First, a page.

In Marriage, big boxes can be trouble
This week we feature an exerpt from this very funny story by Cindy Chupack in the NY Times.
Humour is an indespensible asset in a marriage.
In any marriage, even the best marriage, there will come a day when you wonder why you married this person.
It’s hard to fathom at your wedding. This handsome, tuxedoed man is publicly binding his life to yours, and you think, “It would have to snow inside my house before I would ever feel anything but love for this man.”
Well, it snowed inside my house.
I am not saying that metaphorically. I am telling you it snowed inside my house, because a few years ago, to kick off the holiday season, my husband, Ian, decided (even though we didn’t have kids yet, even though I never said I missed snow) that I would enjoy a snow machine.
And it wasn’t flaky snow. Not that I would have enjoyed flaky snow, but Ian did admit later he thought it would be flaky. That’s the problem with ordering things like a snow machine online. You never can be sure if the snow will be just mildly annoying or marriage-ending annoying.
Instead, the snow was sudsy, like a washing machine was overflowing in our upstairs loft and spewing suds down into the living room, where I was flipping through a magazine in front of the fire, having been instructed not to peek while Ian set up The Big Surprise.
I have to admit, I had a bad feeling about The Big Surprise. It came in a big box, and there’s not much I can think of that a woman would want that comes in a big box. Chocolate and jewelry come in small boxes. Clothes come in relatively small boxes. They say good things come in small packages; I say bad things come in big boxes.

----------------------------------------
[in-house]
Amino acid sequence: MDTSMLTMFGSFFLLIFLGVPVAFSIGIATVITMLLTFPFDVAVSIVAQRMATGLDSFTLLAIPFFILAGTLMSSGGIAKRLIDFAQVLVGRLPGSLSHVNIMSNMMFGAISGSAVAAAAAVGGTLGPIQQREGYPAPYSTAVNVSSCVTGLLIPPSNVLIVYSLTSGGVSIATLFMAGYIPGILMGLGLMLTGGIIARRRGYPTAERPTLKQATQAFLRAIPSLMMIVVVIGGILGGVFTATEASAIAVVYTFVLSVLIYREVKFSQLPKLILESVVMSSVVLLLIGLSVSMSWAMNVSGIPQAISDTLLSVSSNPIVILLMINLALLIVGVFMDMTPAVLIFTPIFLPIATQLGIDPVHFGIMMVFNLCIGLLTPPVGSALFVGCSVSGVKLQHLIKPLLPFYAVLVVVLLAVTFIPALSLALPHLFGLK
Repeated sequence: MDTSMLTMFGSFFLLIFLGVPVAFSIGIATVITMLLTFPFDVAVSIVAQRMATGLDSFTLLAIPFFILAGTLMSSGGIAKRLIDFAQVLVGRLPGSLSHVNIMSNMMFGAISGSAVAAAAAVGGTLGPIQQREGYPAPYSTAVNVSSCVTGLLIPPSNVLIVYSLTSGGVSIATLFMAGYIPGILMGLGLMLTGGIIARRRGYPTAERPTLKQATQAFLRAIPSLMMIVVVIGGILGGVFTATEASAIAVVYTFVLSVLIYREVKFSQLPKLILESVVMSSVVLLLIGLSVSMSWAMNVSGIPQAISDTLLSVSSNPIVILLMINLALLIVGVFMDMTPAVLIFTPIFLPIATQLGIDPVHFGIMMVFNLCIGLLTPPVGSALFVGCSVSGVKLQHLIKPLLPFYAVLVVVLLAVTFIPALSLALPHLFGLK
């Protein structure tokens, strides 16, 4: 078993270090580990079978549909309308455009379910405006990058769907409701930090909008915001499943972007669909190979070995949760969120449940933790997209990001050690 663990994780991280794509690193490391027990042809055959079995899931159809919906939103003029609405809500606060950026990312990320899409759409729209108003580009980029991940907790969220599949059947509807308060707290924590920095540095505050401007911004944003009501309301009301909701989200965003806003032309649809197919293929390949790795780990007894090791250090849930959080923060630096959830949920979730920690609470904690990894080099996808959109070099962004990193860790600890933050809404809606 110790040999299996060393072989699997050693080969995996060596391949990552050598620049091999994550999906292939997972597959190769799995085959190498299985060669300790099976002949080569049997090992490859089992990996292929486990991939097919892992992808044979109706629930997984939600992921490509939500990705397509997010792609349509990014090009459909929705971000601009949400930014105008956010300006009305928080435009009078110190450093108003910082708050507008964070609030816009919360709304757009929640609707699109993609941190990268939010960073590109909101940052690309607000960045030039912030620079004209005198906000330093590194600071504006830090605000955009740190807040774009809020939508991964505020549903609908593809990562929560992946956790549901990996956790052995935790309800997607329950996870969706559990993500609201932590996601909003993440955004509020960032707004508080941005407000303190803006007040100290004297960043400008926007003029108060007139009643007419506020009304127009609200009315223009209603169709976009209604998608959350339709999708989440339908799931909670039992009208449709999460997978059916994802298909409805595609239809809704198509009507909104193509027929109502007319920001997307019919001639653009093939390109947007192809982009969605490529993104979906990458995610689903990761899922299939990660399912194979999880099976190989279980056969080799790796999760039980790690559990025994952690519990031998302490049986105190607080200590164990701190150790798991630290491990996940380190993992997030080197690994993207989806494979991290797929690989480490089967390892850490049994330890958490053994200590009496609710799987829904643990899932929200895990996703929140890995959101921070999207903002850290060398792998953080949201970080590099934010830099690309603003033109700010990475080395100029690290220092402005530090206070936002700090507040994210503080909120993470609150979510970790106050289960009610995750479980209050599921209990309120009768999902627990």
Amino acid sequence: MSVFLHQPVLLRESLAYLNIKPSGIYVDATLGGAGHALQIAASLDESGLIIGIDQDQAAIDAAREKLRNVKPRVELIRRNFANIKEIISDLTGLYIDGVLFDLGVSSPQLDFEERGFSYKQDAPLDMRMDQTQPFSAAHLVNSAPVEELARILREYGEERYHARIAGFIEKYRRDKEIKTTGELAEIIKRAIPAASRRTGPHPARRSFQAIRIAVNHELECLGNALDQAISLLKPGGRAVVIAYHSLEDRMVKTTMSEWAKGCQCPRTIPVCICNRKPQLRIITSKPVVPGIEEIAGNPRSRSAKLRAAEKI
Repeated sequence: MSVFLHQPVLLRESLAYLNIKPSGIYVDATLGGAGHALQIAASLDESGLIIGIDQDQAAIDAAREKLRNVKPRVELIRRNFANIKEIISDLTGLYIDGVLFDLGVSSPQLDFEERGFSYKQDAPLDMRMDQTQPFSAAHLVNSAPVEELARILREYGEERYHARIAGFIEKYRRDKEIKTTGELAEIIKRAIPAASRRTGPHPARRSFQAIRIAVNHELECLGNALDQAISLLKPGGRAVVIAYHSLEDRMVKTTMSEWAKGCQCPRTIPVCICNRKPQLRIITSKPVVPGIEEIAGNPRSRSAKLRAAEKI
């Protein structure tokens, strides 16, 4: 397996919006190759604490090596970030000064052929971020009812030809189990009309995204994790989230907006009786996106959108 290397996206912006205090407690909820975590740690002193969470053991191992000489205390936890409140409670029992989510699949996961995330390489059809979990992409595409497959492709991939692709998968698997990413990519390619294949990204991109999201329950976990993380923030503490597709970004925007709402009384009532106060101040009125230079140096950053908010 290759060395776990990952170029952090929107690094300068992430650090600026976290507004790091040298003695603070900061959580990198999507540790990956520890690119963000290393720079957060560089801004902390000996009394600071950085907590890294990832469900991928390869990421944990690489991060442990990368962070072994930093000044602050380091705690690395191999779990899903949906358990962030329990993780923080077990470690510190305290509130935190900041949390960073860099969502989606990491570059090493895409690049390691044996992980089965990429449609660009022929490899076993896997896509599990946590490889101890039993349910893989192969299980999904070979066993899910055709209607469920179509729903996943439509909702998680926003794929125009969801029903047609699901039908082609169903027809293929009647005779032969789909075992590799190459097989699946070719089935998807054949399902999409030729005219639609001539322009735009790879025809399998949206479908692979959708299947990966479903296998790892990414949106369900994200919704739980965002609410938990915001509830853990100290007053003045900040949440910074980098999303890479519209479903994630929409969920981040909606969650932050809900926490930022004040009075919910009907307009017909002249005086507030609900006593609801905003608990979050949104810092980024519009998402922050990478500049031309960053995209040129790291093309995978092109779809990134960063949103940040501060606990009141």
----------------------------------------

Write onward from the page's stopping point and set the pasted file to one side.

Thus I was prepared for something I might have to feign excitement over (a new drum set for Rock Band?). ….
But I didn’t have time to fake a response. I had a genuine response in a voice I barely recognized that shrieked: “What the hell is happening?”
Let me tell you what the hell was happening. The “snow” was accumulating on the floor and landing in giant clumps on the rug, coffee table, leather chair and walls. Real snow does not land on a smooth vertical surface like a wall, but this snow did … until it slowly started to slide down, leaving a thin, wet trail in its wake, like a snail.
I finally yelled, “Stop, stop, stop, turn it off!”
And amazingly, that was the first moment Ian realized the expression on my face was not joy but horror…(continue reading)